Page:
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The initiator of organized student complaints against the professor of a popular economics class has now set his sights on addressing bad instruction throughout the College.
Aaron J. Greenspan ’05 launched a website—which he has titled “CriticalMass”—last week where students can post complaints and suggestions about the quality and caliber of teaching at Harvard, in an effort to synthesize student voices into a plan for improving instruction.
To promote the website, Greenspan has been advertising it on various House e-mail lists.
“Basically, this is a combination of many experiences from last semester,” he said. “I’ve had a less than stellar academic career so far, not because of grades, but because professors seem unconcerned about my performance.”
After finding that several other classmates had similar complaints, Greenspan said he thought that something should be done.
“I decided that there should be some kind of forum where students could voice concerns about academics,” he said.
The site takes its name from Economics Department Chair Oliver Hart’s comment in response to Greenspan’s written complaints about the instruction of Lecturer of Economics Robert H. Neugeborn ’81 as course head of Economics 1010a, “Microeconomic Theory.”
Hart told The Crimson in response to Greenspan’s letter, “If one person complains and no one else does, we’re probably not going to respond. There has to be some sort of critical mass.”
Greenspan said he hopes his site will attract a critical mass of student reaction, and in the end help to develop a sense of what are the main problems and biggest issues with teaching at Harvard.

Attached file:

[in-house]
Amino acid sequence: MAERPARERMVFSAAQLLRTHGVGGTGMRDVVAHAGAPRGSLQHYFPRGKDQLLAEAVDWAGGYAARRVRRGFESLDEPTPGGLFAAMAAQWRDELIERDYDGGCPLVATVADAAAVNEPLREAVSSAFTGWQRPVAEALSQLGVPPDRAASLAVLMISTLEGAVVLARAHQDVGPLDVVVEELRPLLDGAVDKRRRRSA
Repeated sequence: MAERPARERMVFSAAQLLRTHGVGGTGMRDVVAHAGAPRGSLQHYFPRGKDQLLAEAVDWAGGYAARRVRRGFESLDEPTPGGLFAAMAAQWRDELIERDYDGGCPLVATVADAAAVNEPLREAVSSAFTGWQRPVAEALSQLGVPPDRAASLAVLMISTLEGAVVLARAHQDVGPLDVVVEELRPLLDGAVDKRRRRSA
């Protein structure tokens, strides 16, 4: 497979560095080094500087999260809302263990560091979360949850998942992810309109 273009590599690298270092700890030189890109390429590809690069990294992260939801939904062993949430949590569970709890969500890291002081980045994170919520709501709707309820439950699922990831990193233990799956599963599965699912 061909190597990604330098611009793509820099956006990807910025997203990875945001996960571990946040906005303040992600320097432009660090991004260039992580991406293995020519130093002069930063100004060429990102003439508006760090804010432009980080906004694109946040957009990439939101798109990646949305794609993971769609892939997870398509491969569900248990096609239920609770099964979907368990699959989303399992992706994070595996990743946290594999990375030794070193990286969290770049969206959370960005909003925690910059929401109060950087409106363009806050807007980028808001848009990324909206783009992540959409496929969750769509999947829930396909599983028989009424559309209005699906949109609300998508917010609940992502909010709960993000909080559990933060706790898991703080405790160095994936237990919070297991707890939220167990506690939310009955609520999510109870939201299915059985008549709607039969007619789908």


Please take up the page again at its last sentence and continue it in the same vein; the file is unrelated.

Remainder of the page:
The site is divided into four categories where students can post their comments: past correspondences with professors, a general comments section for new student complaints, a lists section where students can “black list” their least favorite classes and an issues section that addresses the most common areas of complaint.
“This is supposed to be a constructive endeavor,” Greenspan said. “Harvard is the foremost academic institution and they should live up to that standard.”
Metin I. Eren ’05 has already used the site to discuss an issue that has bothered him.
“I posted a note about sections and whether or not they are a waste of time,” he said. “People can’t be afraid to tell the University their opinions.”
Greenspan agreed that students must speak up.
“Students talk about grading, TFs and professors, but when it comes to talking to the administration, students are rather timid,” he said.He said he intends to collect comments from his site and organize them into a plan that he can present to the administration for immediate consideration and action.
But Dean of Undergraduate Education Benedict H. Gross ’71 said he doubted the utility of Greenspan’s effort.
“Usually bulletin boards of this nature generate more heat than light,” he said.
He added that the University is already receptive to student opinion.
“My door is always open to students,” Gross said.
In addition, students have traditionally used the CUE Guide to voice their feelings about the quality of instruction in specific classes.
Former Editor-in-Chief of the CUE Guide Pawan Nelson ’04 said he thinks that the guide is an already-effective means for students to critique instruction.
Some students agreed that the CUE Guide may provide a more thorough representation of opinion.
“One good thing about the CUE Guide is that everybody is supposed to fill it out,” said Travis M. Beamish ’04. “The website will have more extreme views, and it might not be representative of Harvard as a whole.”
The CriticalMass website is located at harvard.thinkcomputer.org/projects/criticalmass.html. Students must register to use the site, with registration limited to students in the College.
—Staff writer Wendy D. Widman can be reached at email@example.com.
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